Assignments and Accountability

I’ve just been reading Howard Rheingold‘s case study on the Connected Learning website on Jim Groom’s “DS106” course, and was inspired to write down a couple of ideas. Coincidentally, one of the central elements to the success of the DS106 course (and Connected Courses in general) seems to be blogging – or maybe simply writing. Or maybe even more simply, producing materials/texts/ideas to share with the world – regardless if anyone is going to read it. I was particularly inspired to write down these thoughts when I got to Rheingold’s section on the “Assignment Bank” – a repository of various assignment types from which students could select to “[model] their learning for others.” What I found interesting about this wasn’t just that Groom had handed over logistic (and epistemic?) authority over to his students by letting them come up with their own assignments (and assignment genres), but the purpose of so doing was to encourage students to be accountable to their own learning, as well as to the larger learning community (i.e., the course). In my own teaching and research experience at the K-12 level, and perhaps even more so in higher ed, assignments seem to take on a weird role that straddles 1) the maintenance of a tradition of rigor (sometimes for rigor’s sake), and 2) getting more stuff “into the heads” of individuals (this is, presumably, important in formal educational contexts because of limited class periods – or in other words, limited access to “instruction”). But in the context of DS106, assignments seem at least to have a different, and arguably more impactful purpose. Assignments are meant to draw upon relevant themes and the production of digital artifacts, and additionally, to serve as content/material for exploring the ideas and concepts that are central to the course. It’s kind of meta, but it’s also an insanely awesome feedback loop, where the topics of the course are explored through student-produced artifacts. The success of the course as a learning experience is therefore dependent on the participation of those taking the course. In other words, the students are accountable for making the course what it is, and what it can be.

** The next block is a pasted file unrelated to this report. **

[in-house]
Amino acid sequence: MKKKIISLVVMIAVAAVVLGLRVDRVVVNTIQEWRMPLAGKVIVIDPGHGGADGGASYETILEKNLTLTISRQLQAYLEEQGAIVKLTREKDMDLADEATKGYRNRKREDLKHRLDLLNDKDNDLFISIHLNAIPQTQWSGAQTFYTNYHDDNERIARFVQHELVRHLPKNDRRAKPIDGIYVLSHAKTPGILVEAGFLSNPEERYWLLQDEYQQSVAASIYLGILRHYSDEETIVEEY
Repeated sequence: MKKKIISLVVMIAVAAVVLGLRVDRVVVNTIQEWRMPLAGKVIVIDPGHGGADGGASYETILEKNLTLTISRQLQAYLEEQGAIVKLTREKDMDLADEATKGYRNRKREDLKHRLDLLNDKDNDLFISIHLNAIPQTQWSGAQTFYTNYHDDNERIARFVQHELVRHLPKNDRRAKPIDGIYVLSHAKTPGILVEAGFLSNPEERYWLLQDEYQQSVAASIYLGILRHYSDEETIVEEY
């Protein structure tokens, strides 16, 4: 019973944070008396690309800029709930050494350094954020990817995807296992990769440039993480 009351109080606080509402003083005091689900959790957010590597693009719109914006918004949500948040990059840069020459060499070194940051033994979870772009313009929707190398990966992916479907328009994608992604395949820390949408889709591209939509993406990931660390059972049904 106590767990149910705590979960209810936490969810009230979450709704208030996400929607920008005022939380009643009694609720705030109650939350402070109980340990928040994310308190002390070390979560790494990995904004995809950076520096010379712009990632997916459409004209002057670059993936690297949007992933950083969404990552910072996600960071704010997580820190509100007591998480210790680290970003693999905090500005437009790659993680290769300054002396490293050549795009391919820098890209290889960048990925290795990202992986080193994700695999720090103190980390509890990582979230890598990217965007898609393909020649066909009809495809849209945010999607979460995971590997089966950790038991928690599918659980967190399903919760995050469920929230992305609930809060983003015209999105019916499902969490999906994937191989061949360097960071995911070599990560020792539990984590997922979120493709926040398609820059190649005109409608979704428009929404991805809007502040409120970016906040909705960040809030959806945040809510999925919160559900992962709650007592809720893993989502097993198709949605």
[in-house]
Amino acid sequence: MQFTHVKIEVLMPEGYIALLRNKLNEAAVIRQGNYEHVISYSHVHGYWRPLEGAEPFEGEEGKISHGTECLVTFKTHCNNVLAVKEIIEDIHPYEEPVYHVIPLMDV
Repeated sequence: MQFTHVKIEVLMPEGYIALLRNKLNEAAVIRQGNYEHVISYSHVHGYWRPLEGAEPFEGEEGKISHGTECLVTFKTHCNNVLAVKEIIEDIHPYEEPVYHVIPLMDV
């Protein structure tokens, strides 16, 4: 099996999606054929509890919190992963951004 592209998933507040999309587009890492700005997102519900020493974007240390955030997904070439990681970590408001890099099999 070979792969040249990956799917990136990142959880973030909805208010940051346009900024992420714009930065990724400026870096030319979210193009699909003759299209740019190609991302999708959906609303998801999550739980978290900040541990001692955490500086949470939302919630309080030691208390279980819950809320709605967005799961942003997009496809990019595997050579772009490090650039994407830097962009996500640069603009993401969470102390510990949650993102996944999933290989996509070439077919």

Stepping back a bit, it seems to me that one huge advantage of this is that the purpose of the assignment is to create and maintain two levels of accountability. Assignments that are interest-driven in this way are a vehicle for encouraging students (maybe we should just call them “participants”?) to be accountable for their own learning (i.e., they learn by participating in the creation of a digital artifact), as well as to be accountable to the knowledge community – their digital artifacts are, in a way, levers for collective knowledge construction. They support the group’s learning discourse. This seems particularly difficult to do in learning settings where all the decision making regarding assignments, assessments, and activities lie with a privileged authoritarian or institution. Just some thoughts…